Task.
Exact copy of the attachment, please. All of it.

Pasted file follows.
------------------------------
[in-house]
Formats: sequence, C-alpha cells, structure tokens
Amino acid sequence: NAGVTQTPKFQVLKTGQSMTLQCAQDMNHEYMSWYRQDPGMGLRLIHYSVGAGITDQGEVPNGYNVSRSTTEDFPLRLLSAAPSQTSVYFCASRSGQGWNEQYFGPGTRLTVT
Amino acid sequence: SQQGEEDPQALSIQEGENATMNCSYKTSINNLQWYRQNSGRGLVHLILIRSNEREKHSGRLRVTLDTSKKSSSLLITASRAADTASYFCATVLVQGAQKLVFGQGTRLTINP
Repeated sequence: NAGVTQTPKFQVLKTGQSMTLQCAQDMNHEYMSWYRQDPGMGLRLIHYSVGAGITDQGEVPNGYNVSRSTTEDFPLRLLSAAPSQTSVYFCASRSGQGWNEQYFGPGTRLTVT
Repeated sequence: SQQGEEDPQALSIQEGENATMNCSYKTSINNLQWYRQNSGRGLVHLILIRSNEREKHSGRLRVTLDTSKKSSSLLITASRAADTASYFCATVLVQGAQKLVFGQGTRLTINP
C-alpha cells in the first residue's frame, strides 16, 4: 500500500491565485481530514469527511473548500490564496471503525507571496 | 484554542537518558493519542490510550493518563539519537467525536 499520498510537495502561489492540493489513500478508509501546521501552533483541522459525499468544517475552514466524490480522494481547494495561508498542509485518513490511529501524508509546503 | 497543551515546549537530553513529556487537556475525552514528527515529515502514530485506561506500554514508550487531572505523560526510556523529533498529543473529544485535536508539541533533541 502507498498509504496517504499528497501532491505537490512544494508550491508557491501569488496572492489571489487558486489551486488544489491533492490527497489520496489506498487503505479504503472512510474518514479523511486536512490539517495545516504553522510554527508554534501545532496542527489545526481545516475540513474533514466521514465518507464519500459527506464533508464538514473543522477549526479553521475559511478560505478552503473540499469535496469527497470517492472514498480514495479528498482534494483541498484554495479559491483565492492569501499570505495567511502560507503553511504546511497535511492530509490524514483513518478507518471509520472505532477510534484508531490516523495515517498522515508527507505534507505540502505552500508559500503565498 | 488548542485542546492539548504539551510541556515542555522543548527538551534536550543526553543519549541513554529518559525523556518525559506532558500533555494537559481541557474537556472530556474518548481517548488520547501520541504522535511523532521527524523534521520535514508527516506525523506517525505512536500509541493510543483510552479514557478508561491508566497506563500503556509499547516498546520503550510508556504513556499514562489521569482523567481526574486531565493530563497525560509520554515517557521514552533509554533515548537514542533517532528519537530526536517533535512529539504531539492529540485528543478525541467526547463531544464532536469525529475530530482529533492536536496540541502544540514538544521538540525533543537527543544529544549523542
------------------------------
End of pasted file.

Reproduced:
[in-house]
Formats: sequence, C-alpha cells, structure tokens
Amino acid sequence: NAGVTQTPKFQVLKTGQSMTLQCAQDMNHEYMSWYRQDPGMGLRLIHYSVGAGITDQGEVPNGYNVSRSTTEDFPLRLLSAAPSQTSVYFCASRSGQGWNEQYFGPGTRLTVT
Amino acid sequence: SQQGEEDPQALSIQEGENATMNCSYKTSINNLQWYRQNSGRGLVHLILIRSNEREKHSGRLRVTLDTSKKSSSLLITASRAADTASYFCATVLVQGAQKLVFGQGTRLTINP
Repeated sequence: NAGVTQTPKFQVLKTGQSMTLQCAQDMNHEYMSWYRQDPGMGLRLIHYSVGAGITDQGEVPNGYNVSRSTTEDFPLRLLSAAPSQTSVYFCASRSGQGWNEQYFGPGTRLTVT
Repeated sequence: SQQGEEDPQALSIQEGENATMNCSYKTSINNLQWYRQNSGRGLVHLILIRSNEREKHSGRLRVTLDTSKKSSSLLITASRAADTASYFCATVLVQGAQKLVFGQGTRLTINP
C-alpha cells in the first residue's frame, strides 16, 4: 500500500491565485481530514469527511473548500490564496471503525507571496 | 484554542537518558493519542490510550493518563539519537467525536 499520498510537495502561489492540493489513500478508509501546521501552533483541522459525499468544517475552514466524490480522494481547494495561508498542509485518513490511529501524508509546503 | 497543551515546549537530553513529556487537556475525552514528527515529515502514530485506561506500554514508550487531572505523560526510556523529533498529543473529544485535536508539541533533541 502507498498509504496517504499528497501532491505537490512544494508550491508557491501569488496572492489571489487558486489551486488544489491533492490527497489520496489506498487503505479504503472512510474518514479523511486536512490539517495545516504553522510554527508554534501545532496542527489545526481545516475540513474533514466521514465518507464519500459527506464533508464538514473543522477549526479553521475559511478560505478552503473540499469535496469527497470517492472514498480514495479528498482534494483541498484554495479559491483565492492569501499570505495567511502560507503553511504546511497535511492530509490524514483513518478507518471509520472505532477510534484508531490516523495515517498522515508527507505534507505540502505552500508559500503565498 | 488548542485542546492539548504539551510541556515542555522543548527538551534536550543526553543519549541513554529518559525523556518525559506532558500533555494537559481541557474537556472530556474518548481517548488520547501520541504522535511523532521527524523534521520535514508527516506525523506517525505512536500509541493510543483510552479514557478508561491508566497506563500503556509499547516498546520503550510508556504513556499514562489521569482523567481526574486531565493530563497525560509520554515517557521514552533509554533515548537514542533517532528519537530526536517533535512529539504531539492529540485528543478525541467526547463531544464532536469525529475530530482529533492536536496540541502544540514538544521538540525533543537527543544529544549523542